Note: Long hair chihuahuas tend be more submissive and calmer than short hair chihuahuas, making the long hair chihuahua more suitable for families with children.
Chihuahua Health Concerns:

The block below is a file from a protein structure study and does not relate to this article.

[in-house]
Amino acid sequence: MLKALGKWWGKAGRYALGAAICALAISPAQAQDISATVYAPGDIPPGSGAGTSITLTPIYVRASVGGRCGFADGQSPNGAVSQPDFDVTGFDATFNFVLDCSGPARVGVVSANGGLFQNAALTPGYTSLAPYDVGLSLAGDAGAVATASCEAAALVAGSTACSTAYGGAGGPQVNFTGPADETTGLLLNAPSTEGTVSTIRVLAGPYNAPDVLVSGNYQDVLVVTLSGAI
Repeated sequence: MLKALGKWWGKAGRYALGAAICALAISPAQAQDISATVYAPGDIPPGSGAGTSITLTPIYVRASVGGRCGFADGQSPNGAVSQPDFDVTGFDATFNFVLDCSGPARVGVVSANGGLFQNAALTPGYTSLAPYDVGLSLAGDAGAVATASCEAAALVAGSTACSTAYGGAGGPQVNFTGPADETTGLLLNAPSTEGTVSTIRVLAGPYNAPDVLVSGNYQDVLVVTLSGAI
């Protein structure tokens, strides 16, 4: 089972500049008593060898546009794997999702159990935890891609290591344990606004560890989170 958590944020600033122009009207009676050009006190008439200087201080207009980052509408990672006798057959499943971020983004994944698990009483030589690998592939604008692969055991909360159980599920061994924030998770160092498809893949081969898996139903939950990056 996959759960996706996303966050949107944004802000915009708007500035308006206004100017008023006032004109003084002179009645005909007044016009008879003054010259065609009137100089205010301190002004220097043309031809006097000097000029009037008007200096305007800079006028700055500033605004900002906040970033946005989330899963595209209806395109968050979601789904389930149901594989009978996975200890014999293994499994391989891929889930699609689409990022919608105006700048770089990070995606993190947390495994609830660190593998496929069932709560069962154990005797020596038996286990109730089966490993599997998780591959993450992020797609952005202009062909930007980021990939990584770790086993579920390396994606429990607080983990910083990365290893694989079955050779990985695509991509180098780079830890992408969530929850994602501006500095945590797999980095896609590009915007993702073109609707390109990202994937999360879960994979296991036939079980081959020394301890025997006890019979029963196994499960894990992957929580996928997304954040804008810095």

The Chihuahua generally has few health issues. Those that arise can range from a number of factors as a result of birth defects, genetic traits or poor care. Chihuahuas can be prone to having neurological issues such as epilepsy and seizures. Chihuahuas are also prone to hydrocephalus, Chihuahuas are at risk of hypoglycemia or low blood sugar which can cause lasting health concerns or even death. Collapsed trachea, chronic bronchitis and even obesity is common in the chihuahua breed. Chihuahuas are also prone to heart diseases such as heart murmurs, pulmonic stenosis. The chihuahua breed is also prone to a genetic condition effecting the knees legs and hips called Luxating Patella.Chihuahuas may also have moleras (soft spot on the head) and are the only breed to be born with an incomplete skull.